Barnett: Yes I guess he was in the military when Charlie hired him. I think it was about '64, '65. Maybe he was in Hawaii or Colorado in Denver, when Charlie hired him, and he came a couple years after I did.
Wisman: I can't remember all those exact years.
Barnett: Nor can I.
Wisman: Somewhere, you know, really this ought to be documented somewhere and written up like a department history and all the dates and faculty and all.
Barnett: I think Dr. Young (Harold Young) was writing some history of the department. I think Roddy has put together some information like that.
Wisman: He couldn't have had all those exact years and names.
Barnett: Well I would hope that for this 50th anniversary next year that they would put together a history of it and write this down because the people who have the knowledge are slowly fading away.
Wisman: That's exactly right.
Barnett: Charlie Engel still is very aware of everything that's happened. Ed interviewed him, and he had all the dates and places and times, and it's amazing his memory of what went on. So you've been back here at Tech since '53, and it's been almost 50 years. Guess you've seen a lot of changes occur. Not only on the athletic field but in the classroom. Of course the Corps became optional, I guess in '64, the University went co-ed in '65 and dropped Saturday classes. What other big changes have, other than the total number of people?
Wisman: You know who all this is due to, Marshall Hahn. There was a lot of opposition at that time, I remember that. Of course we old Corps people, we didn't like it. We didn't want to be like all the other big universities that were general in nature. We were a special breed we thought but didn't last long.
Barnett: So what do you think of it now? Do you think it's been for the better of Virginia Tech?
Wisman: I can't really say. Times change you know. You don't have the war atmosphere; you don't have the interest in military. Its hard to get students interested, so I think you have got to change with the times. You know it's a big university and a lot of people see that when they look around for a place to go. A lot of students, high school students, of course I keep telling them every time, come look at it. It is not that big really because you get in a certain area, and you make your friends, and the bigness really doesn't bother you.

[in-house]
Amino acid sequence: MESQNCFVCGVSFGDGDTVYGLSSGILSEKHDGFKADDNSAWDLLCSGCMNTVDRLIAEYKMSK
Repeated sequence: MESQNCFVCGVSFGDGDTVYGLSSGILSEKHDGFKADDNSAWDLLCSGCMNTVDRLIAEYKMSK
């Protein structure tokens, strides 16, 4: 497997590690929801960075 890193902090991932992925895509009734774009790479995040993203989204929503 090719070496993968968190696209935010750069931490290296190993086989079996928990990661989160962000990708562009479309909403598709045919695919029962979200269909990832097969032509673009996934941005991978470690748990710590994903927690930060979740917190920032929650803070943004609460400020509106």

Barnett: Yes, I think one of the best recruiting tools for attracting undergraduates at Tech is to come and visit. I think that they see that it's not a big university like you have at Ohio State and University of Minnesota where you have 50-60,000 students in a large city, and here there is still a rural atmosphere.
Wisman: You learn your areas, and I don't think size is really a factor. Well anyway I retired in 1986, of course, that's been a good fifteen years, and I haven't really kept up that much with all the changes since, but I'm sure there are many. Well let's see anything else we need to discuss.
Barnett: Well anything else you want to talk about in terms of, you know, going back to 1940 when you came as an undergraduate. It was all military then I guess except for the people that had medical problems or the women. What was life like here at VPI in 1940? You said there were about 2,500 students in the Corps.
Barnett: You didn't? I thought people went to a required chapel.
Wisman: No, each student went to his own local church. I remember going to the Lutheran church which was up there on Turner Street. We had a YMCA; they had a little chapel in the little student activities building, but no we didn't have anything like that.
Barnett: So the YMCA was in the Y building there next to the new Torgersen Hall which now houses theatre arts department.
Wisman: No, I know what you are talking about.
Barnett: Well where was the YMCA?
Wisman: It was in the old student activity building.
Barnett: Oh, OK, they moved it.
Wisman: Paul Derring, when I was a student here, was the head of it.
Barnett: But now isn't the old Y building there across from McBryde.
Wisman: Yes, I think that was used maybe in the 1940s, when I came here. Seemed like to me the change was then, and then the commandant took over that.
Barnett: Now was Squires here?
Wisman: That moved into Squires.
Barnett: Was Squires here in 1940? Was there a Squires Hall, the student union building?
Wisman: Oh yes, I remember working down there as a freshman washing windows and scrubbing floors at 50 cents an hour. [laughter] That was a lot of money then. That helped pay for tuition which was very small for in-state students.
Barnett: Now when I came, the bookstore was in the basement of Squires in '63.
Wisman: The bookstore, the barbershop, and a little dining place, a place where you could get sandwiches.
Barnett: Now where was your dining hall?
Barnett: Owens dining hall?
Wisman: Do you know where that is?
Barnett: Yes I know where Owens is. The bookstore moved to the basement of Owens.
Wisman: I was up on the upper quad, and we always marched down to breakfast in the dark, in the cold wind.
Barnett: Owens was the only dining hall on campus, I presume.
Barnett: It's still the dining hall. I was going to say the bookstore moved into there from Squires after I came and was there for a few years until they built their new bookstore. And what about the CEC, was the continuing education center here?
Wisman: Oh no, in fact all along that street there were houses, Faculty Row. Seemed like there was an alumni building too. I'm trying to remember that, I can't quite.